Thursday, May 15, 2014Tweet
[IWS] KFF: WOMEN AND HEALTH CARE IN THE EARLY YEARS OF THE AFFORDABLE CARE ACT: KEY FINDINGS FROM THE 2013 KAISER WOMEN'S HEALTH SURVEY [15 May 2014]
IWS Documented News Service
Institute for Workplace Studies-----------------Professor Samuel B. Bacharach
School of Industrial & Labor Relations-------- Director, Institute for Workplace Studies
16 East 34th Street, 4th floor--------------------Stuart Basefsky
New York, NY 10016 -------------------------------Director, IWS News Bureau
This service is supported, in part, by donations. Please consider making a donation by following the instructions at http://www.ilr.cornell.edu/iws/news-bureau/support.html
Kaiser Family Foundation (KFF)
Women and Health Care in the Early Years of the Affordable Care Act
Key Findings from the 2013 Kaiser Women’s Health Survey [15 May 2014]
Prepared by: Alina Salganicoff, Usha Ranji, Adara Beamesderfer, and Nisha Kurani
[full-text, 49 pages]
This report addresses a wide range of topics that are at the heart of women’s health care and changes that women may experience as a result of the ACA. It also highlights differences for uninsured, low-income, and minority women–groups of women that have been historically underserved –which is especially important in light of the characteristics of women in the U.S. today. Nearly one in three women ages 18 to 64 live in households that are below 200% of the federal poverty level (FPL) which was $19,530 for a family of three in 2013. One in three women identify as racial and ethnic minorities (13% Black, 14% Hispanic, and 9% Asian or Other) and half are in their childbearing years. A sizable minority of women also report that their health is fair or poor (15%) and over four in ten have a health condition that requires monitoring and treatment (43%). For these women in particular, access to health care is an essential and ongoing concern. Survey findings are discussed in the full report.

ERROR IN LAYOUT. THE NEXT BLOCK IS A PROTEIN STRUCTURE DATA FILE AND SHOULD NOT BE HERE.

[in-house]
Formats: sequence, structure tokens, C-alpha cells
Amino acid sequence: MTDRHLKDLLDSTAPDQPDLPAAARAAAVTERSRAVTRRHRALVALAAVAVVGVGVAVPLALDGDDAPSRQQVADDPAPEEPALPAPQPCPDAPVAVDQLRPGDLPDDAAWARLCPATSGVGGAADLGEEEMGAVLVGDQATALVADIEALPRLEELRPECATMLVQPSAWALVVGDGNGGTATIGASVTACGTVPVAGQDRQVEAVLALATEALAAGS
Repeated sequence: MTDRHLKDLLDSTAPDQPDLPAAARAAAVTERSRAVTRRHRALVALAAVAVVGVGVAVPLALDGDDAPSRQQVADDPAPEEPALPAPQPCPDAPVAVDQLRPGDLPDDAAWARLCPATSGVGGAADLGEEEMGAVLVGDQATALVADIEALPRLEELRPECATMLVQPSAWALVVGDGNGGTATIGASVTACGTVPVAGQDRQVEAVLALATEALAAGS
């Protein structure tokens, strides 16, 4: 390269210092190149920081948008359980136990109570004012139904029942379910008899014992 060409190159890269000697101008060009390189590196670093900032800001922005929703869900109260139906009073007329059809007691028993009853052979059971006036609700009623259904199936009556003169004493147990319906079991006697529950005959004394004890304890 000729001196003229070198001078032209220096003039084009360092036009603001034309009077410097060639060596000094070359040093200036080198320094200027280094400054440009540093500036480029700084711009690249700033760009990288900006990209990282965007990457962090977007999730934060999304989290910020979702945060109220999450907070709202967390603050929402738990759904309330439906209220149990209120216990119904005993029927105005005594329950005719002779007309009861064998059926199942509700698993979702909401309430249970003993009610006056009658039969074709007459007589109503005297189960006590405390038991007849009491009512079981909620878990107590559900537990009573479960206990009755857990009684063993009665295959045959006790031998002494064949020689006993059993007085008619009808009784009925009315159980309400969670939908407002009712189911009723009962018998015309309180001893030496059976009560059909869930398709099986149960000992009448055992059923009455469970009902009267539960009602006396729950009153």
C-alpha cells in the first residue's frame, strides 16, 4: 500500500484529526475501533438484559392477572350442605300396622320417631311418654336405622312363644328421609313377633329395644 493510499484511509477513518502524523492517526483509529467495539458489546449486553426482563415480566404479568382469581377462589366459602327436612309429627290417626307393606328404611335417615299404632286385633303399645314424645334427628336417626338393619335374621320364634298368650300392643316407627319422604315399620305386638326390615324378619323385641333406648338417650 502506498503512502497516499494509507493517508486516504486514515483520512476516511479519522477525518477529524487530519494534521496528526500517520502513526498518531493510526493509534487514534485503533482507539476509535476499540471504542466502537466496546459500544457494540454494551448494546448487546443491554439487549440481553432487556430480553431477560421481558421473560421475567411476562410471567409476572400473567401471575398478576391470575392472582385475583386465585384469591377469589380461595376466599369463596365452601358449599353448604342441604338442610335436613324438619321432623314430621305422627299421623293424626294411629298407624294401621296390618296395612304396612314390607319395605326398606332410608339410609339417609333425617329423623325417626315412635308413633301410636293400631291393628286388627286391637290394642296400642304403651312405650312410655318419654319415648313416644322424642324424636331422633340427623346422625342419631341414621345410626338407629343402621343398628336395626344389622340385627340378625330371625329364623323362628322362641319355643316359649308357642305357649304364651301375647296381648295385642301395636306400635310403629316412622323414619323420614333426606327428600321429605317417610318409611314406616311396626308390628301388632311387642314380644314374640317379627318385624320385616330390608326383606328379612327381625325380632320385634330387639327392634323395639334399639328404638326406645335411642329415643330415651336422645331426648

This information is provided to subscribers, friends, faculty, students and alumni of the School of Industrial & Labor Relations (ILR). It is a service of the Institute for Workplace Studies (IWS) in New York City. Stuart Basefsky is responsible for the selection of the contents which is intended to keep researchers, companies, workers, and governments aware of the latest information related to ILR disciplines as it becomes available for the purposes of research, understanding and debate. The content does not reflect the opinions or positions of Cornell University, the School of Industrial & Labor Relations, or that of Mr. Basefsky and should not be construed as such. The service is unique in that it provides the original source documentation, via links, behind the news and research of the day. Use of the information provided is unrestricted. However, it is requested that users acknowledge that the information was found via the IWS Documented News Service.
Links to this post: